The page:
made no offer to get out of the car."
Laura Friend, an English teacher who was among 
those chaperoning the 68 students, said she raced 
toward the Taurus and screamed at Lantos through a half-open window.

"I was saying, `Stop, stop, stop! Back up, back 
up, back up!' He didn't look at me. He didn't 
even take his hands off the wheel or anything," Friend said.

When it appeared Lantos might not stop, Tucker 
said, he stepped in front of the car. A Capitol 
Police officer twice told the principal to move 
out of the way or he would be arrested, Tucker 
and several teachers recounted. "The officer 
said, 'Look at his license plates. He's a 
congressman. If we need to get in touch with him, 
we can find him if need be,'" Friend recalled.

The boy he hit said he did not harbor bad 
feelings toward Lantos or his wife, Annette, who was a passenger in the car.

But "it's disappointing that they didn't get out 
and say, 'Are you OK?' I just feel bad he didn't call to apologize."

Lantos paid a $25 fine after being issued a 
ticket for "failure to pay full time and 
attention," said Lt. Dan Nichols, spokesman for 
the Capitol Police, adding that the investigation was closed.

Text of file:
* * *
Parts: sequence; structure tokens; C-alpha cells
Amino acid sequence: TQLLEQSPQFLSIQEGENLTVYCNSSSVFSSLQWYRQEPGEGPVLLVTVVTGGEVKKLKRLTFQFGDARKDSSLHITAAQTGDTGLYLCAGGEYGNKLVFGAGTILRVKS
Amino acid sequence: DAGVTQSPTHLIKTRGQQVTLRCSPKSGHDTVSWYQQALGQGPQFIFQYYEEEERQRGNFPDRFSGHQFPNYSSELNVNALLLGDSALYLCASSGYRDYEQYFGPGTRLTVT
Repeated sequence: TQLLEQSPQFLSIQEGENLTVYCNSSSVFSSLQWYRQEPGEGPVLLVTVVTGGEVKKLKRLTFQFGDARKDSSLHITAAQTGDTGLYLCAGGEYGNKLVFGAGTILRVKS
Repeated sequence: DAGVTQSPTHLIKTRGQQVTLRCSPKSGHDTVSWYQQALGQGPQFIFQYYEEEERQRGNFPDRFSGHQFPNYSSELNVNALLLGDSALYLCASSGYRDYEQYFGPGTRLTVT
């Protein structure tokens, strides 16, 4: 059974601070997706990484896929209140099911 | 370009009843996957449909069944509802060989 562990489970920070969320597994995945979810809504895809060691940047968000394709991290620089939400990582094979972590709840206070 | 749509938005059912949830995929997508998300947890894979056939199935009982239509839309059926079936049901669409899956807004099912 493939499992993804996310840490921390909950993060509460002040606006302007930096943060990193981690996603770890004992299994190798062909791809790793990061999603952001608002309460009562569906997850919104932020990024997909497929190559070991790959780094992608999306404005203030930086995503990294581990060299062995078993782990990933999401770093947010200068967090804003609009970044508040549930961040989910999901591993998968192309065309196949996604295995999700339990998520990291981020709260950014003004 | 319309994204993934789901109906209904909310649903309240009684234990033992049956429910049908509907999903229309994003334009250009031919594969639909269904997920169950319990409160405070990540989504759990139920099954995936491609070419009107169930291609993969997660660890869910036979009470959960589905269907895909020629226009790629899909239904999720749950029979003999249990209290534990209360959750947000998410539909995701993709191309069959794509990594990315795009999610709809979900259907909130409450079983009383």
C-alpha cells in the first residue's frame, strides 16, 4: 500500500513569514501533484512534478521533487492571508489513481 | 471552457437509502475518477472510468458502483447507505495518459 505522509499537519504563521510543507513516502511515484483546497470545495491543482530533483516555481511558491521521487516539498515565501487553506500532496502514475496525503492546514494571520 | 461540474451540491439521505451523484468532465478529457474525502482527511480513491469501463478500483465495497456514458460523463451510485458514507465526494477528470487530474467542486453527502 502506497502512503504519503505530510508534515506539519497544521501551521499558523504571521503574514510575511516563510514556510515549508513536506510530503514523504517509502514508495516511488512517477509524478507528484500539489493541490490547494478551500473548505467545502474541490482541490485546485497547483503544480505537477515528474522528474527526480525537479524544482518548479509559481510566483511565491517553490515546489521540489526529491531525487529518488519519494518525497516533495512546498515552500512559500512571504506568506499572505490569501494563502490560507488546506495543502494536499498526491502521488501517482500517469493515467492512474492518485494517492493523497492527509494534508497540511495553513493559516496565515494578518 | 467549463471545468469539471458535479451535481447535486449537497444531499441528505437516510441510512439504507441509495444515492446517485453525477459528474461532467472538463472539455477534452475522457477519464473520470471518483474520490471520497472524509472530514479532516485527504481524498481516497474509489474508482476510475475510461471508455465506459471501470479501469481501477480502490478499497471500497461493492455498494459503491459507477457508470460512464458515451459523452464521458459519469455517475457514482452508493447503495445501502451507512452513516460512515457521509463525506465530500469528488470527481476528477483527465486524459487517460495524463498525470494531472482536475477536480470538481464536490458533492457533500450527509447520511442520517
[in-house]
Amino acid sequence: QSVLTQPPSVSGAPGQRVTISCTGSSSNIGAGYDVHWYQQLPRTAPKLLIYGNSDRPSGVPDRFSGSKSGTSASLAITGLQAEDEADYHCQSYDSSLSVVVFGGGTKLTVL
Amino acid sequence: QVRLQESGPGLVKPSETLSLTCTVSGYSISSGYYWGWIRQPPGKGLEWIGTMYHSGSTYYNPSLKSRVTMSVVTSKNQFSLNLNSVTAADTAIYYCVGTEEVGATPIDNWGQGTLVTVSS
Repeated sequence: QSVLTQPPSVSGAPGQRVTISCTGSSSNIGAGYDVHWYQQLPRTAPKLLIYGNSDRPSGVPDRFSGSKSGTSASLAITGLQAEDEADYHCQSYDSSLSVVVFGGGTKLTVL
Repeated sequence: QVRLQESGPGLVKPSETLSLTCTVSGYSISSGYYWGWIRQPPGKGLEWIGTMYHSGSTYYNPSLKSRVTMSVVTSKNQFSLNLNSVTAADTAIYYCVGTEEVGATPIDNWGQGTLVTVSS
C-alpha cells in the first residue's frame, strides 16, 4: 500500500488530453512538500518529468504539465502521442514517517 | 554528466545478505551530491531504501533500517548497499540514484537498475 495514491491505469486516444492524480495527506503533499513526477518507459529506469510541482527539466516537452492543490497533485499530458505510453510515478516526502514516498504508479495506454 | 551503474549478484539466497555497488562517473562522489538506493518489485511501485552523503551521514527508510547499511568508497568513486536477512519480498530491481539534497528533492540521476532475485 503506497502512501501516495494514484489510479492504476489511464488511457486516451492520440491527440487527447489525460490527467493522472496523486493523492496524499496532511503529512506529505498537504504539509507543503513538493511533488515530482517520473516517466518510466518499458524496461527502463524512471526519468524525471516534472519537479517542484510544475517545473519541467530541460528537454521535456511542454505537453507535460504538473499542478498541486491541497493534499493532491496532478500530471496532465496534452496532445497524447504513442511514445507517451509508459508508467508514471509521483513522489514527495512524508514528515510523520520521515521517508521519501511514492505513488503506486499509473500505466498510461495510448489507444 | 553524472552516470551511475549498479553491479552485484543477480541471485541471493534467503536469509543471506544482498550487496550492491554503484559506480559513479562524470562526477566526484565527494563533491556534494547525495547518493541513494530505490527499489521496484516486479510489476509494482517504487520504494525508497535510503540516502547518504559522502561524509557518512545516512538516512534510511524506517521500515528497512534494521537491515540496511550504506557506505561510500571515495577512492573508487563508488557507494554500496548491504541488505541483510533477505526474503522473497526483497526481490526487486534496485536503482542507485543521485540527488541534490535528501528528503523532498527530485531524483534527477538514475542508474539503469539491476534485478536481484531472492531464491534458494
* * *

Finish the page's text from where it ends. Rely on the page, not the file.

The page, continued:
Which brings us back to the Capitol Police and 
Cynthia McKinney and her accusations of racism on 
its part. One wonders what would have been the 
fate of McKinney or any member of the 
Congressional Black Caucus had they run over the 
foot of a white child, congressional plates and all.

As it was, when McKinney leveled the charge of 
racism against the cop over her encounter in the 
Capitol, not one Democrat, not one member of the 
Congressional Black Caucus, chose to stand with 
her and with Harry Belafonte and Danny Glover, 
who had flown out to be at her side, at a Monday morning press conference.

Her fellow Georgia congressman, John Lewis, one 
time civil rights hero but in the decades since a 
Democratic Party loyalist, had the audacity to 
tell her, "You need to come to a non-violence 
workshop." Compare that with the comment from 
Ohio Congresswoman Marci Kaptur who, in the same 
NY Times article, described her as "a modern day 
version of Sojourner Truth. The edge of her 
knowledge singes some people. Sometimes turmoil surrounds the truth."

On Wednesday, April 5, with the grand jury case 
hanging over her head, McKinney met with members 
of the CBC and, following that meeting, in an 
effort to defuse the situation, she offered a 
public apology to the officer and to the Capitol 
Police, saying, "I am sorry that this 
misunderstanding happened at all. I regret its escalation. And I apologize."
But was McKinney on target in charging racism